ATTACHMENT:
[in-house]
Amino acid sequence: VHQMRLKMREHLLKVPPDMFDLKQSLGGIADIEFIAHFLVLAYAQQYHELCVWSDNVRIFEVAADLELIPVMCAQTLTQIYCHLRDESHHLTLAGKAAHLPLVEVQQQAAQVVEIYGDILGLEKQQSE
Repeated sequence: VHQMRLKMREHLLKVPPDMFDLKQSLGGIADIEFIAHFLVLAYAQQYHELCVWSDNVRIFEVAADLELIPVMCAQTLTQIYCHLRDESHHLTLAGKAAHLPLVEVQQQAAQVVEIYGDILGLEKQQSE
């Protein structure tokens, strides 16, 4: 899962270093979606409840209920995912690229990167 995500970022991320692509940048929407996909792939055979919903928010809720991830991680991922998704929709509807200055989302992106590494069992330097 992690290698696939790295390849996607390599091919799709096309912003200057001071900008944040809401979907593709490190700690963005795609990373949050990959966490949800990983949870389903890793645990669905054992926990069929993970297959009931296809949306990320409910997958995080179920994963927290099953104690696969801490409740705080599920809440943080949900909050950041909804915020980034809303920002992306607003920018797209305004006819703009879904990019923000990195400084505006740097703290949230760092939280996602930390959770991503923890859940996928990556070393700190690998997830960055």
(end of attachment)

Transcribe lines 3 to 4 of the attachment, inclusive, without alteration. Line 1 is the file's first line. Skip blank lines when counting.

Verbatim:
Repeated sequence: VHQMRLKMREHLLKVPPDMFDLKQSLGGIADIEFIAHFLVLAYAQQYHELCVWSDNVRIFEVAADLELIPVMCAQTLTQIYCHLRDESHHLTLAGKAAHLPLVEVQQQAAQVVEIYGDILGLEKQQSE
């Protein structure tokens, strides 16, 4: 899962270093979606409840209920995912690229990167 995500970022991320692509940048929407996909792939055979919903928010809720991830991680991922998704929709509807200055989302992106590494069992330097 992690290698696939790295390849996607390599091919799709096309912003200057001071900008944040809401979907593709490190700690963005795609990373949050990959966490949800990983949870389903890793645990669905054992926990069929993970297959009931296809949306990320409910997958995080179920994963927290099953104690696969801490409740705080599920809440943080949900909050950041909804915020980034809303920002992306607003920018797209305004006819703009879904990019923000990195400084505006740097703290949230760092939280996602930390959770991503923890859940996928990556070393700190690998997830960055």